American Craft Distilling and Whiskey Diversity

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_DSC3537 American whiskey is going through an interesting moment.  Until about ten years ago, all of the whiskey made in the United States came from one of a small group of very large commercial distilleries in Kentucky and Tennessee.  All of that is changing very rapidly.  New laws around the country have paved the way for smaller startup distilleries, which are taking advantage of the interest around the world in artisanal and handmade products. During Prohibition, a lot of the spirits made in the US were either very bad or sometimes poisonous, people gravitated to whiskey made from very established, reputable companies.  Only now that is starting to erode as people begin to explore whiskies that are made at a smaller scale, and often with more creative recipes and processes, expanding what people think about when they think of American whiskey.

There are two types of American whiskey that are most popular:  bourbon and rye.  Bourbon is made from corn and rye is made from rye, and like all whiskies, they are distilled to a low proof and aged in wooden barrels, and American law dictates that the barrels have to be charred and previously unused.  This gives American whiskey a more spicy, robust, sweet character than its European counterparts.  And aside from being aged to different degrees, American whiskey is produced in a very homogenous way: on column stills, with very similar recipes brand to brand.  Many consumers are surprised to find that many brands are made at the same distillery with the same recipe.  We made this chart to help us navigate the landscape of commercial American whiskeys:

_DSC6252-2 http://www.gq.com/life/food/201311/bourbon-whiskey-family-tree

Craft distillers are often rightly criticized for being young and expensive, but their advantage can often be organic or local ingredients, better distillation, and creative processes.  Different types of whiskey are growing in popularity as a result of the craft movement, most notably, white or unaged whiskies and American malt whiskeys. While only one type of American whiskey can be sold here unaged (corn whiskey), the law only requires that whiskey be aged for a period of unspecified time, so some producers “age” their whiskey for a day or less, creating a new category of spirit.  As much as there are unaged versions of brandy (eaux-de-vie, grappa), tequila, and rum; unaged whiskeys are getting their day as well.  And while malt whiskeys are common in Scotland, Ireland, and Japan, they are becoming more popular with craft distillers in the states, eager to dive into a category of American whiskey that has been until now mostly mostly forgotten.  American malt whiskey is often bolder and sweeter than its European counterpart, but no less interesting.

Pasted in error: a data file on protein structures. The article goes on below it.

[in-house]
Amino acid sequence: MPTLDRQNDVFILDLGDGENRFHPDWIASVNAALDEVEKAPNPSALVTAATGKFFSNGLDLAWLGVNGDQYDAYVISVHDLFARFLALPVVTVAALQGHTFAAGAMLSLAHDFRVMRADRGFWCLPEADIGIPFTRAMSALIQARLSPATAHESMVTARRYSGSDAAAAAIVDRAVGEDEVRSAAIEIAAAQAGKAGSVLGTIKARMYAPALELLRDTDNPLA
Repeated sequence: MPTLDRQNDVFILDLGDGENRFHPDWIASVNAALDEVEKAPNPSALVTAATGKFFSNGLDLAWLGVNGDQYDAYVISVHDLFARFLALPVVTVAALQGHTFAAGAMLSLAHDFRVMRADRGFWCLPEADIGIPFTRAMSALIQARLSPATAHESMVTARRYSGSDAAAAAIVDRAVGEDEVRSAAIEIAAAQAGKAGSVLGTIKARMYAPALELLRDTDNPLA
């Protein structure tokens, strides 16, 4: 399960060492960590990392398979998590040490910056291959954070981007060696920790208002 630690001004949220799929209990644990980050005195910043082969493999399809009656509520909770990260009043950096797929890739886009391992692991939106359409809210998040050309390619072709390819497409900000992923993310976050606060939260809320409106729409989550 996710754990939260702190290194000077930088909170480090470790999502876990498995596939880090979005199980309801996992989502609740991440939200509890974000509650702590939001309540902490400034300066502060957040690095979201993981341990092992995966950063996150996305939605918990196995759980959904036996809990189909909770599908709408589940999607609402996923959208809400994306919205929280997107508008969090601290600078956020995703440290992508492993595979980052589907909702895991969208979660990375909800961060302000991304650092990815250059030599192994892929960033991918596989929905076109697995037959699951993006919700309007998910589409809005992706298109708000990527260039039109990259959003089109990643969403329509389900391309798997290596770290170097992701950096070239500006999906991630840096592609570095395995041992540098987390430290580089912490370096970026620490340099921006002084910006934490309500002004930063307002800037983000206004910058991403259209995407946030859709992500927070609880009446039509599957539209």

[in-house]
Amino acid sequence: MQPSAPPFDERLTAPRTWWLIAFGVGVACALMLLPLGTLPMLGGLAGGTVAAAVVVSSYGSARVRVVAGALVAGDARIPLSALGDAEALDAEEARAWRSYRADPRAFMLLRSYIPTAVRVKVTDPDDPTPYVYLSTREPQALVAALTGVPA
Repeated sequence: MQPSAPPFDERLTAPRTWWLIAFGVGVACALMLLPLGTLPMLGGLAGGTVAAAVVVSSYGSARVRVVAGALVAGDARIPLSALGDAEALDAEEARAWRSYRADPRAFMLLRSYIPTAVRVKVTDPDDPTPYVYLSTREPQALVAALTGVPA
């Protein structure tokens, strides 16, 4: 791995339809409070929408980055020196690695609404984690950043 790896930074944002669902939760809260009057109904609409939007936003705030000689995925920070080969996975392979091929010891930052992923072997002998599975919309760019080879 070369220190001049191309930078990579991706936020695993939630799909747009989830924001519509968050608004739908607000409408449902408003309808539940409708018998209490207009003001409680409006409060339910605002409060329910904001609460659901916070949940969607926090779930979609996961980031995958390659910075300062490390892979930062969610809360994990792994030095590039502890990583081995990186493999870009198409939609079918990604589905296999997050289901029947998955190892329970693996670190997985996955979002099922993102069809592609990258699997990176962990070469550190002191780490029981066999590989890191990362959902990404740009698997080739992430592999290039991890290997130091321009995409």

I first got interested in distilling when I was growing up in Kentucky.  I was particularly curious about moonshine, which is any illegally made spirit, but the most common type is white whiskey made from corn.  After moving to New York, I got a small still online and started making moonshine in my Brooklyn apartment.  After a couple of years of experiments with my future business partner, David Haskell, we opened Kings County Distillery, New York City’s oldest operating whiskey distillery, the first since the prohibition era within the city limits.

_DSC5229-2Founded in 2010, soon after the creation of a New York State Farm Distillery License, Kings County makes homemade moonshine and bourbon out of the 113-year-old Paymaster Building in the Brooklyn Navy Yard.  The distillery uses New York grain and atypically traditional distilling equipment to make distinctive whiskey.  Kings County’s whiskeys have won awards at the American Distilling Institute’s Craft Spirit Awards and have been lauded by the New York Times and in Jim Murray’s Whiskey Bible.  We make bourbon, and though I’m from Kentucky, we do it in a slightly different way: using Scotch pot stills, with organic ingredients, and a larger portion of malt than is common for a bourbon.

First located in a 325 square-foot, second-floor room in East Williamsburg, the distillery existed as the smallest commercial distillery in the country, with five 24-liter stainless steel s_DSC5012tills making bourbon and moonshine seven days a week, 16 hours a day.  In 2012, the distillery moved into the Paymaster Building in the historic Brooklyn Navy Yard, just steps former distillery district of the waterfront, which was active through the 1700s and 1800s. We’re now working on our own malt whiskey and keep experimenting with different recipes like our chocolate whiskey and other unusual projects, some designed to be released (peated bourbon and oat whiskey) and others just for fun, including distilling coca-cola.  Craft distillers are opening all over the country, and together we are creating a more diverse landscape for American whiskey.

Colin Spoelman
Co-Founder & Master Distiller 
Kings County Distillery

 

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1 Comment

  1. pino perrone

    Ho avuto la fortuna di assaggiare i loro prodotti e debbo dire che sono ben fatti. Una piacevole scoperta.

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